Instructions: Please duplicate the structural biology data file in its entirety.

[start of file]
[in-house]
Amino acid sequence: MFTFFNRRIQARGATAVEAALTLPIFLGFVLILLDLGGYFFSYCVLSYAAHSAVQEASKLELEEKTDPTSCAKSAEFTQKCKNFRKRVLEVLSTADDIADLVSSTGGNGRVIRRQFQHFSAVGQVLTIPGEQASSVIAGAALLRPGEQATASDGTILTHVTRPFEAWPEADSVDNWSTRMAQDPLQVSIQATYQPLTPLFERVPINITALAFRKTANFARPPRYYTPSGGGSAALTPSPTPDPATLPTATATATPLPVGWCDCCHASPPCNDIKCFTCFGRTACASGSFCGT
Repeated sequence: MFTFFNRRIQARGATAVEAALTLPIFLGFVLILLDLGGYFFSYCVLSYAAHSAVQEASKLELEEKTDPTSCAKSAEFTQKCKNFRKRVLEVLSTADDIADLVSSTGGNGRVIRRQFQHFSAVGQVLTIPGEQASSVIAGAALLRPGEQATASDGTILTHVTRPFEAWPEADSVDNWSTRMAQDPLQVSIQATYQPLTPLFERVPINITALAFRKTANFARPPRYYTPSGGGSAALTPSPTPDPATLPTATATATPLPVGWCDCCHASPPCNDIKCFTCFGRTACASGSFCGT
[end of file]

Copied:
[in-house]
Amino acid sequence: MFTFFNRRIQARGATAVEAALTLPIFLGFVLILLDLGGYFFSYCVLSYAAHSAVQEASKLELEEKTDPTSCAKSAEFTQKCKNFRKRVLEVLSTADDIADLVSSTGGNGRVIRRQFQHFSAVGQVLTIPGEQASSVIAGAALLRPGEQATASDGTILTHVTRPFEAWPEADSVDNWSTRMAQDPLQVSIQATYQPLTPLFERVPINITALAFRKTANFARPPRYYTPSGGGSAALTPSPTPDPATLPTATATATPLPVGWCDCCHASPPCNDIKCFTCFGRTACASGSFCGT
Repeated sequence: MFTFFNRRIQARGATAVEAALTLPIFLGFVLILLDLGGYFFSYCVLSYAAHSAVQEASKLELEEKTDPTSCAKSAEFTQKCKNFRKRVLEVLSTADDIADLVSSTGGNGRVIRRQFQHFSAVGQVLTIPGEQASSVIAGAALLRPGEQATASDGTILTHVTRPFEAWPEADSVDNWSTRMAQDPLQVSIQATYQPLTPLFERVPINITALAFRKTANFARPPRYYTPSGGGSAALTPSPTPDPATLPTATATATPLPVGWCDCCHASPPCNDIKCFTCFGRTACASGSFCGT